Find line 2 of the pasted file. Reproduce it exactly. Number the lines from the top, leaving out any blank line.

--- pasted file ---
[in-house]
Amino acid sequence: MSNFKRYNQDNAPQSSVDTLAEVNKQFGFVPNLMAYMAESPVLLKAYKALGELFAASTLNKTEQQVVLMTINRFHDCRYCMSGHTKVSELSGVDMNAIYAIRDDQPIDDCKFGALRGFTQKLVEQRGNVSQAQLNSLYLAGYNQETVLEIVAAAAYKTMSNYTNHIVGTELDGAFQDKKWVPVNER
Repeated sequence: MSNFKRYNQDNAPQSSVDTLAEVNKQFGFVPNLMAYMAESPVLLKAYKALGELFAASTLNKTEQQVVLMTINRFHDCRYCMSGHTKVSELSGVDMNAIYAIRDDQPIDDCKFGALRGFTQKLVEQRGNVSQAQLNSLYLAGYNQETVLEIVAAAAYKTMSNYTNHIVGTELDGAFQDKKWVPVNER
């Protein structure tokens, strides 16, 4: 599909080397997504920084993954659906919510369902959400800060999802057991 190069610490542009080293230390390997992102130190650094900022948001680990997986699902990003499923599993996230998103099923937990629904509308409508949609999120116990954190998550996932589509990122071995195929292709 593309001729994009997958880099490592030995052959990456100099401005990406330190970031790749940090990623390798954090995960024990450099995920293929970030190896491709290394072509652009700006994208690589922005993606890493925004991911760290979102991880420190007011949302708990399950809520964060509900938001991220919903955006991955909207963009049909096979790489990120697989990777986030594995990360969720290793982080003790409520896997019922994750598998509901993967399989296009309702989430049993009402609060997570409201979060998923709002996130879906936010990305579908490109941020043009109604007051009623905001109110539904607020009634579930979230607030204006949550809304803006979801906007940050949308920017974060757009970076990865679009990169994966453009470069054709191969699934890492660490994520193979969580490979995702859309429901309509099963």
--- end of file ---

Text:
Amino acid sequence: MSNFKRYNQDNAPQSSVDTLAEVNKQFGFVPNLMAYMAESPVLLKAYKALGELFAASTLNKTEQQVVLMTINRFHDCRYCMSGHTKVSELSGVDMNAIYAIRDDQPIDDCKFGALRGFTQKLVEQRGNVSQAQLNSLYLAGYNQETVLEIVAAAAYKTMSNYTNHIVGTELDGAFQDKKWVPVNER